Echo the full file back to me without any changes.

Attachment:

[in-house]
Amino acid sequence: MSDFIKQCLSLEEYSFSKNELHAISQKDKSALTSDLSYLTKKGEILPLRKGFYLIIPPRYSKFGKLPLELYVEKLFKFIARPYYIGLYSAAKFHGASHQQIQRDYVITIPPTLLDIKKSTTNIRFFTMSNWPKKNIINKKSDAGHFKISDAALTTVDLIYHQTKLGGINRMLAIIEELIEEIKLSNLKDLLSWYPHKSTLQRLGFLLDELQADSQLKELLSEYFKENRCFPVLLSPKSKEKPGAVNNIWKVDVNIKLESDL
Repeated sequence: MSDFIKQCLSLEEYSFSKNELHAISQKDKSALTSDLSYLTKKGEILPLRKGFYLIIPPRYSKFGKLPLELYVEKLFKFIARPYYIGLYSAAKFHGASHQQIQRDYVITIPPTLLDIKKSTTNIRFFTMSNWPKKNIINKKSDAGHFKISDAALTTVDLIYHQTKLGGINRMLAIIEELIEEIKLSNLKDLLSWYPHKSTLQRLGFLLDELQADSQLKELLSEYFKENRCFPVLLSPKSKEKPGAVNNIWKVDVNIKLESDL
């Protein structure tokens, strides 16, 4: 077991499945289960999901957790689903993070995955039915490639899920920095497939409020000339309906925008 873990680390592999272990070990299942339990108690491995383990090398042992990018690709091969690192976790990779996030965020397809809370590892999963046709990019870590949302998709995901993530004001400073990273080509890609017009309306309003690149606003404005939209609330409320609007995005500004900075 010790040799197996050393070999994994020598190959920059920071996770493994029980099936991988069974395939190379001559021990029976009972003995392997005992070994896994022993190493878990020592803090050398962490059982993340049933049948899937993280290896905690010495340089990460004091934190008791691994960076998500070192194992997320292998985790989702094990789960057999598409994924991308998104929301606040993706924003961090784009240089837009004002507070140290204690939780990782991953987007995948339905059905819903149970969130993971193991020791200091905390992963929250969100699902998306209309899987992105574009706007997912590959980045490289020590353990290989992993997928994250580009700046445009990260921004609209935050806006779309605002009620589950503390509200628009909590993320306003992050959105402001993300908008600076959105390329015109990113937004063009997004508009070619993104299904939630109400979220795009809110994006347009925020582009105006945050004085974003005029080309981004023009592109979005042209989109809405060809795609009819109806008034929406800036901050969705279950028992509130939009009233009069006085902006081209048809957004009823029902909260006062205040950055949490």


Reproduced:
[in-house]
Amino acid sequence: MSDFIKQCLSLEEYSFSKNELHAISQKDKSALTSDLSYLTKKGEILPLRKGFYLIIPPRYSKFGKLPLELYVEKLFKFIARPYYIGLYSAAKFHGASHQQIQRDYVITIPPTLLDIKKSTTNIRFFTMSNWPKKNIINKKSDAGHFKISDAALTTVDLIYHQTKLGGINRMLAIIEELIEEIKLSNLKDLLSWYPHKSTLQRLGFLLDELQADSQLKELLSEYFKENRCFPVLLSPKSKEKPGAVNNIWKVDVNIKLESDL
Repeated sequence: MSDFIKQCLSLEEYSFSKNELHAISQKDKSALTSDLSYLTKKGEILPLRKGFYLIIPPRYSKFGKLPLELYVEKLFKFIARPYYIGLYSAAKFHGASHQQIQRDYVITIPPTLLDIKKSTTNIRFFTMSNWPKKNIINKKSDAGHFKISDAALTTVDLIYHQTKLGGINRMLAIIEELIEEIKLSNLKDLLSWYPHKSTLQRLGFLLDELQADSQLKELLSEYFKENRCFPVLLSPKSKEKPGAVNNIWKVDVNIKLESDL
């Protein structure tokens, strides 16, 4: 077991499945289960999901957790689903993070995955039915490639899920920095497939409020000339309906925008 873990680390592999272990070990299942339990108690491995383990090398042992990018690709091969690192976790990779996030965020397809809370590892999963046709990019870590949302998709995901993530004001400073990273080509890609017009309306309003690149606003404005939209609330409320609007995005500004900075 010790040799197996050393070999994994020598190959920059920071996770493994029980099936991988069974395939190379001559021990029976009972003995392997005992070994896994022993190493878990020592803090050398962490059982993340049933049948899937993280290896905690010495340089990460004091934190008791691994960076998500070192194992997320292998985790989702094990789960057999598409994924991308998104929301606040993706924003961090784009240089837009004002507070140290204690939780990782991953987007995948339905059905819903149970969130993971193991020791200091905390992963929250969100699902998306209309899987992105574009706007997912590959980045490289020590353990290989992993997928994250580009700046445009990260921004609209935050806006779309605002009620589950503390509200628009909590993320306003992050959105402001993300908008600076959105390329015109990113937004063009997004508009070619993104299904939630109400979220795009809110994006347009925020582009105006945050004085974003005029080309981004023009592109979005042209989109809405060809795609009819109806008034929406800036901050969705279950028992509130939009009233009069006085902006081209048809957004009823029902909260006062205040950055949490």